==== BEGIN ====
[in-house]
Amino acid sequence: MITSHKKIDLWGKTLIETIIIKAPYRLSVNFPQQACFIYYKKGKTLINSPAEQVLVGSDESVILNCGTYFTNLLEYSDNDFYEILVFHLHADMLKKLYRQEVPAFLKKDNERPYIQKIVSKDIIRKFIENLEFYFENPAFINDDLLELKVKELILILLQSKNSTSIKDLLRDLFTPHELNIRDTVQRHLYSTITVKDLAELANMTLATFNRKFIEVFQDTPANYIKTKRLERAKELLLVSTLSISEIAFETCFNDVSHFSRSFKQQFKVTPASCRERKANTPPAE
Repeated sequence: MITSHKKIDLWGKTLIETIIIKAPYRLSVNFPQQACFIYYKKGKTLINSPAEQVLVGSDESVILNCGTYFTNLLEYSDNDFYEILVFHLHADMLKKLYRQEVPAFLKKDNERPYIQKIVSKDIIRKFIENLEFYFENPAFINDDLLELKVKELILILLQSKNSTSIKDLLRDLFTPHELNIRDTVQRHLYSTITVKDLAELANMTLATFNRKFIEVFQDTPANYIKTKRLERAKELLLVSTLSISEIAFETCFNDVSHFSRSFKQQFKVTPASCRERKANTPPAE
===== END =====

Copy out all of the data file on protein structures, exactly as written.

[in-house]
Amino acid sequence: MITSHKKIDLWGKTLIETIIIKAPYRLSVNFPQQACFIYYKKGKTLINSPAEQVLVGSDESVILNCGTYFTNLLEYSDNDFYEILVFHLHADMLKKLYRQEVPAFLKKDNERPYIQKIVSKDIIRKFIENLEFYFENPAFINDDLLELKVKELILILLQSKNSTSIKDLLRDLFTPHELNIRDTVQRHLYSTITVKDLAELANMTLATFNRKFIEVFQDTPANYIKTKRLERAKELLLVSTLSISEIAFETCFNDVSHFSRSFKQQFKVTPASCRERKANTPPAE
Repeated sequence: MITSHKKIDLWGKTLIETIIIKAPYRLSVNFPQQACFIYYKKGKTLINSPAEQVLVGSDESVILNCGTYFTNLLEYSDNDFYEILVFHLHADMLKKLYRQEVPAFLKKDNERPYIQKIVSKDIIRKFIENLEFYFENPAFINDDLLELKVKELILILLQSKNSTSIKDLLRDLFTPHELNIRDTVQRHLYSTITVKDLAELANMTLATFNRKFIEVFQDTPANYIKTKRLERAKELLLVSTLSISEIAFETCFNDVSHFSRSFKQQFKVTPASCRERKANTPPAE